a first coupling means for combining the modulating signal with the train of pulses to effect modulation of the amplitude versus time relationship of said pulses and thereby produce a signal simulative of a traveling wave pattern; and
a second coupling means for operatively connecting said first coupling means to the vibrator motor to energize said vibrator motor with a signal corresponding to said modulated train of pulses.
10. In apparatus for administering massage actions to a person; the combination comprising:
at least one vibrator motor coupled to vibrate in accordance with the waveform of a signal energizing said motor;
a trigger pulse generator controllable to generate a train of trigger pulses of a selected frequency;
a first pulse train generator controllable to generate a first train of pulses of selected first amplitude versus time relationship;
control circuit means coupled in circuit with the first pulse train generator for enabling the generation of the first train of pulses, said control circuit means including control input means having first and second terminals, said first terminal being coupled to the trigger pulse generator to receive the trigger pulses, said second terminal coupled to said first pulse train generator to receive a signal indicative of the amplitude of the pulses generated by said first pulse train generator, said control circuit means responsive to trigger pulses to enable the generation of a pulse by said first pulse train generator when the signal level at said second terminal exceeds a reference signal level, and said control circuit means further responsive to said signal indicative of the amplitude of the pulse generated by said first pulse train generator exceeding a selected level to disable the generation of the pulse by said first pulse train generator;
a second pulse train generator controllable to generate a second train of pulses of selected second amplitude versus time relationship;
first coupling means for coupling the second train of pulses to said second terminal of said control input means to effect modulation of the reference signal level in accordance with the second amplitude versus time relationship of said second train of pulses; and
second coupling means for furnishing a signal corresponding to the resulting train of pulses to the vibrator motor to energize the same.
11. Apparatus according to claim 10 wherein the trigger pulse generator includes a first control means for controlling the frequency of trigger pulses of the generated train of trigger pulses, and further comprising a reference signal level source coupled to said second terminal and adjustable to provide a selected reference signal at said second terminal.
12. Apparatus according to claim 11 wherein the second pulse train generator includes a second control means for controlling the frequency of pulses of the generated second train of pulses, and further comprising a signal amplitude control circuit coupled in circuit with said second pulse train generator and controllable to adjust the amplitude of pulses of the generated second train of pulses coupled to said second terminal.
13. Apparatus according to claim 12 wherein the second pulse train generator is controllable to generate a train of pulses having gradually rising and falling edges, and further comprising a timing circuit in circuit with said second pulse train generator and controllable to adjust differentially the durations of the rising and falling edges of the pulses generated by said second pulse train generator.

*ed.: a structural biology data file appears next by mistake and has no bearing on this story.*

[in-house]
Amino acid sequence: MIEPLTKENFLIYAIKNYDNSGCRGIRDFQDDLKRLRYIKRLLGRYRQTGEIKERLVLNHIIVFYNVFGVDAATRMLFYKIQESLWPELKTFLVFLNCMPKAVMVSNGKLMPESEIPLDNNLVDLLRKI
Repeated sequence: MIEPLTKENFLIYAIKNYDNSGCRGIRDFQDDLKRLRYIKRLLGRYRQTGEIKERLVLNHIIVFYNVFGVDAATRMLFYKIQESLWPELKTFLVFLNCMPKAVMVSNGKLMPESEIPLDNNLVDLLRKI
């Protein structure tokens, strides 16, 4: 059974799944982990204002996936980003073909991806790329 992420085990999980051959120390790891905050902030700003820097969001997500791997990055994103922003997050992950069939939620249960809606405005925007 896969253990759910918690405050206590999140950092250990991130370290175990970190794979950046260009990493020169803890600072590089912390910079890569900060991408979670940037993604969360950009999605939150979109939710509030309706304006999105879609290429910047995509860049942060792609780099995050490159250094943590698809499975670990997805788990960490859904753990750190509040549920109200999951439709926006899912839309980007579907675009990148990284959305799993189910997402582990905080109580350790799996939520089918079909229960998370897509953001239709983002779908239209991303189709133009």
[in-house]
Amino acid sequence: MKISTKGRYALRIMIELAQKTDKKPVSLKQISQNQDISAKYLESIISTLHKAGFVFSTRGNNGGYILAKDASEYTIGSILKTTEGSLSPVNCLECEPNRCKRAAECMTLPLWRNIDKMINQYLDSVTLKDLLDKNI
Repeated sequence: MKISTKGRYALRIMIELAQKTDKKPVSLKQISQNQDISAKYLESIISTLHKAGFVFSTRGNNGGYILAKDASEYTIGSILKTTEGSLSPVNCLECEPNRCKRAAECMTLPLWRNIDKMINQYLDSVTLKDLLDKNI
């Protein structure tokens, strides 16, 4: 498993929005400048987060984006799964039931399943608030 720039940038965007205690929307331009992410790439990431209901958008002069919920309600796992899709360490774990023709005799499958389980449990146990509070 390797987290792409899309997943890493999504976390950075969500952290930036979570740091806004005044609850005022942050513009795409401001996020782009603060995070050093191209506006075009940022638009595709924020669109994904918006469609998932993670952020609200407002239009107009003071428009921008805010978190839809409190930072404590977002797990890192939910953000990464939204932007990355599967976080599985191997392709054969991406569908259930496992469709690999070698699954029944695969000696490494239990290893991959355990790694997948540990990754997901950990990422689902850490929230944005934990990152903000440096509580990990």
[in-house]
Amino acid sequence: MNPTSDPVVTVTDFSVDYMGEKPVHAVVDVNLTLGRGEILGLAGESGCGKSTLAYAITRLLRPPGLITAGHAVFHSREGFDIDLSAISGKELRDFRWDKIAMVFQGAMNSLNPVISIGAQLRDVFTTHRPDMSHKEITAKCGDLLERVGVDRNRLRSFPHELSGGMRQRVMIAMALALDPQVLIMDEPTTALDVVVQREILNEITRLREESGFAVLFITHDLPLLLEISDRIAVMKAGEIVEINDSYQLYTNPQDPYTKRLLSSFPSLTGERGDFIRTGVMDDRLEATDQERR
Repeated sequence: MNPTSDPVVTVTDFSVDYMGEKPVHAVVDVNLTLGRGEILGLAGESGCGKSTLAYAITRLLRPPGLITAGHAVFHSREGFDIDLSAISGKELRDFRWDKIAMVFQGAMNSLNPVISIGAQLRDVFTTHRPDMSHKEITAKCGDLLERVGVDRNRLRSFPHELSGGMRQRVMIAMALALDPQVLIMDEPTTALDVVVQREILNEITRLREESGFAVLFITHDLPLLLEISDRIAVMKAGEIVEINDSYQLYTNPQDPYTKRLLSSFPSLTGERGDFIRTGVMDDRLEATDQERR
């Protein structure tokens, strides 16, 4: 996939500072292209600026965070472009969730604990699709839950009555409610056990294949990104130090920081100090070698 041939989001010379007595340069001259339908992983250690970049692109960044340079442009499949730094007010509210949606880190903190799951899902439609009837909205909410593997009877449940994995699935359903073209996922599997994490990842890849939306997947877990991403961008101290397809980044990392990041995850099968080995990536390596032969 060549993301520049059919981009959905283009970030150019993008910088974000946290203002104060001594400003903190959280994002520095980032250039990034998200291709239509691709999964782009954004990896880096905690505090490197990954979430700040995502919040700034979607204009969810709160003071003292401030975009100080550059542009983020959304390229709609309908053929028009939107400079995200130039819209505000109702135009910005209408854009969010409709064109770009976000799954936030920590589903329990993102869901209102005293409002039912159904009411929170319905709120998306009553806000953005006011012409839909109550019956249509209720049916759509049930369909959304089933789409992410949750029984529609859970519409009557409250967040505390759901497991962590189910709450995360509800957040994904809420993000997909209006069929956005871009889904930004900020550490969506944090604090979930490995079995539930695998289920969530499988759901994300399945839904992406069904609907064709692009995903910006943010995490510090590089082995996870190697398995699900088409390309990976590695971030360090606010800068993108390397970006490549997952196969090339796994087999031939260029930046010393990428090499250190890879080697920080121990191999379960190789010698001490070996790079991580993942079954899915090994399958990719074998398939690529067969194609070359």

14. Apparatus according to claim 13 further comprising an adjustable timing circuit coupled in circuit with the second pulse train generator and responsive to each pulse of the generated second train of pulses reaching a predetermined amplitude to cause said second pulse train generator to provide a selected signal interval of constant amplitude.
15. Apparatus according to claim 14 further comprising:
timing control means coupled in circuit with said second terminal and second pulse train generator and controllable to cause the first and second pulse train generators to energize the vibrator motor with a train of pulses whose amplitude versus time relationship gradually changes for a selected interval.
16. Apparatus according to claim 10 wherein:
the control circuit means includes a flip-flop having first and second control inputs, said first input coupled to the trigger pulse generator and responsive to each trigger pulse to set the flip-flop in a first of its stable states, and second input coupled to said second terminal and responsive to the signal indicative of the amplitude of the pulse generated by the first pulse train generator to set the flip-flop in a second of its stable states when said amplitude of said pulse exceeds the selected level;
the first pulse train generator is a first bi-directional ramp generating circuit having an output and a ramp direction control input, the ramp direction control input coupled to the flip-flop and responsive to said flip-flop being in the first stable state to cause the signal at the output to change in a first direction, the output of the first bidirectional ramp generating circuit coupled to said second terminal, the first bi-directional ramp generating circuit responsive to the flip-flop being in the second stable state to cause the signal at the output to change in a second direction opposite to the first direction; and